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The effect of the food matrix on In Vivo immune responses to purified peanut allergens

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Author: Wijk, F. van · Nierkens, S. · Hassing, I. · Feijen, M. · Koppelman, S.J. · Jong, G.A.H. de · Pieters, R. · Knippels, L.M.J.
Type:article
Date:2005
Institution: TNO Kwaliteit van Leven
Source:Toxicological Sciences, 2, 86, 333-341
Identifier: 238619
doi: doi:10.1093/toxsci/kfi187
Keywords: Nutrition Toxicology · Food technology · Food matrix · Immunogenicity · Mouse model · Peanut allergens · allergen · cholera toxin · cytokine · immunoglobulin E · allergenicity · animal cell · animal experiment · antigen presenting cell · antigen purification · article · assay · cell count · controlled study · cytokine production · feeding · female · food allergy · foot pad · immune response · immunogenicity · immunoreactivity · immunostimulation · in vivo study · lymph node · mouse · mouse strain · nonhuman · peanut · Allergens · Animals · Antigens, CD · Antigens, CD80 · Antigens, CD86 · Arachis hypogaea · Cholera Toxin · Cytokines · Dietary Fats · Female · Glycoproteins · Immunoglobulin E · Immunoglobulin G · Intercellular Adhesion Molecule-1 · Lymph Nodes · Membrane Glycoproteins · Mice · Mice, Inbred BALB C · Mice, Inbred C3H · Peanut Hypersensitivity · Plant Proteins · Ara · Arachis hypogaea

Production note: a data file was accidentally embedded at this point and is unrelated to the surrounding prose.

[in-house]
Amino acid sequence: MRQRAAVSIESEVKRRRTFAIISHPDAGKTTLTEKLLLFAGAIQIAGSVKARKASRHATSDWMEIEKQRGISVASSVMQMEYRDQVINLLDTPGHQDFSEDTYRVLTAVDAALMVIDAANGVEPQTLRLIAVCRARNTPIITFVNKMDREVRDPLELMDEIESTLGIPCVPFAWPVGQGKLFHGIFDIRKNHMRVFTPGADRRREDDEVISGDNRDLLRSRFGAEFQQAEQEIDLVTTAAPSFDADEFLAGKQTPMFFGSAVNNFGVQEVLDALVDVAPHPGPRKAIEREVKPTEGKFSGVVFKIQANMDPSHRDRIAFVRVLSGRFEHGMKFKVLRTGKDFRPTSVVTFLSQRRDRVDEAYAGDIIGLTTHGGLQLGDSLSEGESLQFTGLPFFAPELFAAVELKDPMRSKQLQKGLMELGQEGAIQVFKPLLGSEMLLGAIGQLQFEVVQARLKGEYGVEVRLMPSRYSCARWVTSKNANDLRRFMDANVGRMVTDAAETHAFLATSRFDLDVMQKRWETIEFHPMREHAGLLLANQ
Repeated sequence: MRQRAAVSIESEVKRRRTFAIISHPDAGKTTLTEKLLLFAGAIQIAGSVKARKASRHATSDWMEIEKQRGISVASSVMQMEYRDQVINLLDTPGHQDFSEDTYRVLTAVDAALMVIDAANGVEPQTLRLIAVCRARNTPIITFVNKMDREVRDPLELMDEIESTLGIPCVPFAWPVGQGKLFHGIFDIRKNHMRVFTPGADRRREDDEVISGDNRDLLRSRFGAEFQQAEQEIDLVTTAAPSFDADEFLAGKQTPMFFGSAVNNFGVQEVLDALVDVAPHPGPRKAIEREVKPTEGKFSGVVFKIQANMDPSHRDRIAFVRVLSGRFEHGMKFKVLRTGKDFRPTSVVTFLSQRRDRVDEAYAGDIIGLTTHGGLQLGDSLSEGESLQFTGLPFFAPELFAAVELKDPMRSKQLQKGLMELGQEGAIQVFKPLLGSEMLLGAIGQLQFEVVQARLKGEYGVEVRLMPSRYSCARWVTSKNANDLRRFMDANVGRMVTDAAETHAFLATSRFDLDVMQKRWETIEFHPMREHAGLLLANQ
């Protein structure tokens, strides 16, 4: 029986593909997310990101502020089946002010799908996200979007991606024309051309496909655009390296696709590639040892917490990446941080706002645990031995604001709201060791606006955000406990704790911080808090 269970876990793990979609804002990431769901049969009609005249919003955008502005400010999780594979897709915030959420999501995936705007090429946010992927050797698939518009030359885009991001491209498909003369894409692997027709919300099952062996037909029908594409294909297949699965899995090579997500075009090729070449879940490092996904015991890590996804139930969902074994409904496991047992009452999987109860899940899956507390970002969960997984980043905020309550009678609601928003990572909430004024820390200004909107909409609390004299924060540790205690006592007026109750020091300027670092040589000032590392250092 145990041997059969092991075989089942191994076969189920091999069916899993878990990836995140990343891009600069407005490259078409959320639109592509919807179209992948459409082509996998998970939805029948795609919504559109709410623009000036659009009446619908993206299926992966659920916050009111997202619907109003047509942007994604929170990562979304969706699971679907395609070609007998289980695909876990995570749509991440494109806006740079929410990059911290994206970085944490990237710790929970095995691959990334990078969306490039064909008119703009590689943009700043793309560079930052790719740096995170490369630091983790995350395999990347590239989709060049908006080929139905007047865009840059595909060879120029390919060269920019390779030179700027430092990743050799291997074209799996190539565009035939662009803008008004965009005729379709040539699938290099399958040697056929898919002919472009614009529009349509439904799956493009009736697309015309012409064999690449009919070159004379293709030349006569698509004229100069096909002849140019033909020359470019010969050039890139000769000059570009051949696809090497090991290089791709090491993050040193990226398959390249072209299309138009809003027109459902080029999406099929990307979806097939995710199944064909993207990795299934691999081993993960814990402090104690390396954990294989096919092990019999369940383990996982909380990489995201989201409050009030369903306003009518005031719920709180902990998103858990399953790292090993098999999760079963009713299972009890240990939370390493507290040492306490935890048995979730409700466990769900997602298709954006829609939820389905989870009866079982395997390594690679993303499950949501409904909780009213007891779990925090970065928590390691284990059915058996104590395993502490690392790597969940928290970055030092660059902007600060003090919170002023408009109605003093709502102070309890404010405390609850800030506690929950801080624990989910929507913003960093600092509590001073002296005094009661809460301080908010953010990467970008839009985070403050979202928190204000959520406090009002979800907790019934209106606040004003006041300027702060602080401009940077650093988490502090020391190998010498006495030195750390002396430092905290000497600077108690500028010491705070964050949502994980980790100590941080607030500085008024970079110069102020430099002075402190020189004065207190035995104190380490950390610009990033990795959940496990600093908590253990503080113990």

Abstract

There is little knowledge about the factors that determine the allergenicity of food proteins. One aspect that remains to be elucidated is the effect of the food matrix on immune responses to food proteins. To study the intrinsic immunogenicity of allergens and the influence of the food matrix, purified peanut allergens (Ara h 1, Ara h 2, Ara h 3 or Ara h 6) and a whole peanut extract (PE) were tested in the popliteal lymph node assay (PLNA) and in an oral model of peanut hypersensitivity. In the PLNA, peanut proteins were injected into the hind footpad of BALB/ c mice; in the oral exposure experiments C3H/HeOuJ mice were gavaged weekly with PE or allergens in the presence of cholera toxin (CT). Upon footpad injection, none of the allergens induced significant immune activation. In contrast, PE induced an increase in cell number, cytokine production, and activation of antigen-presenting cells. Furthermore, the presence of a food matrix enhanced the immune response to the individual allergens. Oral exposure to the purified allergens in the presence of CT induced specific IgE responses, irrespective of the presence of a food matrix. These results suggest that purified peanut allergens possess little intrinsic immune-stimulating capacity in contrast to a whole PE. Moreover, the data indicate that the food matrix can influence responses to individual proteins and, therefore, the food matrix must be taken into account when developing models for allergenic potential assessment. © The Author 2005. Published by Oxford University Press on behalf of the Society of Toxicology. All rights reserved.